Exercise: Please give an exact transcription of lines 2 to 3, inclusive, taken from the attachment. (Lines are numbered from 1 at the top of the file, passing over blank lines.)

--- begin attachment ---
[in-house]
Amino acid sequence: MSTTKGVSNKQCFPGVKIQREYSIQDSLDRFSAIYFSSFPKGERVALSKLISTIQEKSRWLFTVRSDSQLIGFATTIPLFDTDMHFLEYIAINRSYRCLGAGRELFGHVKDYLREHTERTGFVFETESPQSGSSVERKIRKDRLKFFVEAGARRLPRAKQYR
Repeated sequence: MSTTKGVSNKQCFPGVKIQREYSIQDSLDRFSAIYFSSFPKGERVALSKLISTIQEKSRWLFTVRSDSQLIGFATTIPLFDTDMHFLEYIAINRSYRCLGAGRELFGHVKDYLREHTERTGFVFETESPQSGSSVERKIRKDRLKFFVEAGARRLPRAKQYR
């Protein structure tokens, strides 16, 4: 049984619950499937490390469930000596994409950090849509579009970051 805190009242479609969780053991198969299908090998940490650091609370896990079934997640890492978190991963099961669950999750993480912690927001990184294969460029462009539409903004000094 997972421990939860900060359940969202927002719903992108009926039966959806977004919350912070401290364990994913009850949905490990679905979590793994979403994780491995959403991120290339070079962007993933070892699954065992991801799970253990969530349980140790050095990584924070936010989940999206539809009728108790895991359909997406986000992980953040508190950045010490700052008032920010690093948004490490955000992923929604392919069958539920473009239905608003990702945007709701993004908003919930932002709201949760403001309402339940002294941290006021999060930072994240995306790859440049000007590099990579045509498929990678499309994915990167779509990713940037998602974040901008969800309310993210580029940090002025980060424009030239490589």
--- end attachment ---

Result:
Amino acid sequence: MSTTKGVSNKQCFPGVKIQREYSIQDSLDRFSAIYFSSFPKGERVALSKLISTIQEKSRWLFTVRSDSQLIGFATTIPLFDTDMHFLEYIAINRSYRCLGAGRELFGHVKDYLREHTERTGFVFETESPQSGSSVERKIRKDRLKFFVEAGARRLPRAKQYR
Repeated sequence: MSTTKGVSNKQCFPGVKIQREYSIQDSLDRFSAIYFSSFPKGERVALSKLISTIQEKSRWLFTVRSDSQLIGFATTIPLFDTDMHFLEYIAINRSYRCLGAGRELFGHVKDYLREHTERTGFVFETESPQSGSSVERKIRKDRLKFFVEAGARRLPRAKQYR